Disabled Army vet in Madera needs medical marijuana for pain, but cannot easily get it

By John Camarena for The Fresno Bee

As a fully disabled Army veteran, managing my pain is always a challenge. After being medically discharged in 2013 due to a spinal and traumatic brain injury, I’ve experienced three spinal surgeries, three knee surgeries, and countless physical therapy and rehabilitation sessions. Yet my hometown of Madera, where I live with my wife and three young children, has chosen to stop access to the medicine that helps me most: cannabis.

On Nov. 16, Fresno Superior Court will be hearing the case, County of Santa Cruz et al. v. Bureau of Cannabis Control et al. Everyone with medical conditions should follow it, because today it’s me, but tomorrow it could be you.

Even though medical marijuana has been legal since 1996, and voters made adult-use legal in 2016, I’m still forced to make this argument in 2020: I have the right to get legal medicine delivered to my home.

After taking many prescription medications with debilitating side effects, I discovered cannabis was the best medicine for my chronic pain. I currently have eight lumbar screws, and three rods in my spine. The pain is constant, and to manage it, I need to medicate often and quickly when I feel it coming on.

Unfortunately, in the Central Valley, cannabis prohibition is alive and well. The city and county of Madera ban both cannabis stores and delivery, forcing me to drive to my closest storefront retailer 38 miles away in Merced to buy legal products. It’s a trek I schedule twice a month that costs me time, gas, and a babysitter for my 3-year-old, 15-month-old, and 2-month-old children. After spending almost an hour behind the wheel, I have to wait in line outside the dispensary because COVID limits in-store customers. This harms me because the drive alone takes a huge toll on my body, and being on my feet for any length of time is extremely difficult and painful.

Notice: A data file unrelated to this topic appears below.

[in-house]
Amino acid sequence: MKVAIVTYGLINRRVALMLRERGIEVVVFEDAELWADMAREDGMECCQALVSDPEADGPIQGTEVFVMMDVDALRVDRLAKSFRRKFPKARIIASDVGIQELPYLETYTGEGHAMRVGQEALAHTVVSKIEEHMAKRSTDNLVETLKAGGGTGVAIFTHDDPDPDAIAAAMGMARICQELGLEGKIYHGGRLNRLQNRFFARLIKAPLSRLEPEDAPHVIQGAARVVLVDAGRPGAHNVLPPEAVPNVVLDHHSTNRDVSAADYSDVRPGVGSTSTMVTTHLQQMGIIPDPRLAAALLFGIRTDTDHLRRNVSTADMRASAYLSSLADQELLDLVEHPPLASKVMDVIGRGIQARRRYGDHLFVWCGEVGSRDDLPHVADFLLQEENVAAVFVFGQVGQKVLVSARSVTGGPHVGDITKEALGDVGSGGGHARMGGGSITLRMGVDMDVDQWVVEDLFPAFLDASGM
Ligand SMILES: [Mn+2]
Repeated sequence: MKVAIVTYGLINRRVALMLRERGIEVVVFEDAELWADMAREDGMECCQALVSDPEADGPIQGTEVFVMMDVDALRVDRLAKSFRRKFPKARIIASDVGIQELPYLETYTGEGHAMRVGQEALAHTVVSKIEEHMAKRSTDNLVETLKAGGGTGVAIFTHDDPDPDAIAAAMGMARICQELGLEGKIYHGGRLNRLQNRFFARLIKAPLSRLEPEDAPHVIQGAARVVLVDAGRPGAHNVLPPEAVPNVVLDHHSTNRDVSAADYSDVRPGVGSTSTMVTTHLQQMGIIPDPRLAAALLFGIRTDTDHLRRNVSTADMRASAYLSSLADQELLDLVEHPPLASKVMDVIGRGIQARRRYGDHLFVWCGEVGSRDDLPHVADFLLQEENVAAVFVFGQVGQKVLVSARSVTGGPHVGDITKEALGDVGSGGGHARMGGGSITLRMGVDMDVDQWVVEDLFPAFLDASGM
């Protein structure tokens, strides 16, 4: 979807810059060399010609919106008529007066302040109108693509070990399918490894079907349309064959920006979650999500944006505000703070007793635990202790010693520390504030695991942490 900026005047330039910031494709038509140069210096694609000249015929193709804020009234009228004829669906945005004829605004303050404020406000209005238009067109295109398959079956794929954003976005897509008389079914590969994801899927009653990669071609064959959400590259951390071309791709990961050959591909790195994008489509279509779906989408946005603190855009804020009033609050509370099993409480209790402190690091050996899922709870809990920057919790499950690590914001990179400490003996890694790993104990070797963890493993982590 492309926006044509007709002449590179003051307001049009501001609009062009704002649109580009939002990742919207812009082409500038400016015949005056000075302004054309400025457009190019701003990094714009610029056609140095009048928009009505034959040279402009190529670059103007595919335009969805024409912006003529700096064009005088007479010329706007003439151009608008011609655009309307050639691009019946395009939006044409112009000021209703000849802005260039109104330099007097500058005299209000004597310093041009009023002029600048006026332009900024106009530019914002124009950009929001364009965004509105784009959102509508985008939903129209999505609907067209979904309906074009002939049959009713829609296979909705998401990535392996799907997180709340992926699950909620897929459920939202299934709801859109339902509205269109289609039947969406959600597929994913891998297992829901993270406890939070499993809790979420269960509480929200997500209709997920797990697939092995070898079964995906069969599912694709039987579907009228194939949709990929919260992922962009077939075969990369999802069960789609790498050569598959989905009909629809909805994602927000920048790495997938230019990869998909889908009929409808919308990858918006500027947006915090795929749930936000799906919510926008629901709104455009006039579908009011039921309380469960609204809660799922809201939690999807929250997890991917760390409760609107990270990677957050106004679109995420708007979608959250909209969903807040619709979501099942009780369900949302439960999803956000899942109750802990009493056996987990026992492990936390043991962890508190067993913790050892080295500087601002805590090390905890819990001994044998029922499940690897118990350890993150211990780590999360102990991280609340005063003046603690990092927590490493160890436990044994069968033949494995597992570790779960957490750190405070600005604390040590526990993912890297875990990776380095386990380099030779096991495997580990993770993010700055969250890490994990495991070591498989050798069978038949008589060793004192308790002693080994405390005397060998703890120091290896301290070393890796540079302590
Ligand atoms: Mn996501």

My other option is delivery. Legal delivery is important to people like me, and fortunately our state Legislature and two governors have affirmed delivery is legal statewide. It’s definitely preferable to waiting outside a dispensary on my feet. But now the neighboring city of Clovis has doubled down and joined a lawsuit against the State of California to ban deliveries from other jurisdictions.

Every year, Americans for Safe Access releases its State of the States report, which grades each state on cannabis access. In this year’s report, the biggest barriers to access are local bans — just like the one in Madera.

This lawsuit is especially harmful during the pandemic. When COVID hit, California and 27 other states designated cannabis businesses an essential service. Why? Because it is. I’m living proof that cannabis helps sick people, and so are the 4.4 million other medical cannabis patients in America. We shouldn’t be forced to leave home to buy medicine, especially now.

That doesn’t matter to the Central Valley. The lawsuit County of Santa Cruz et al. v. Bureau of Cannabis Control et al. shows local municipalities valuing their power over the well-being of constituents. Access to medicine should not be political.

Whatever the council members’ personal feelings are about cannabis — or insulin, ibuprofen, prednisone or any other legal medication — I hope we can agree that sick people should have access to the tools that keep them well.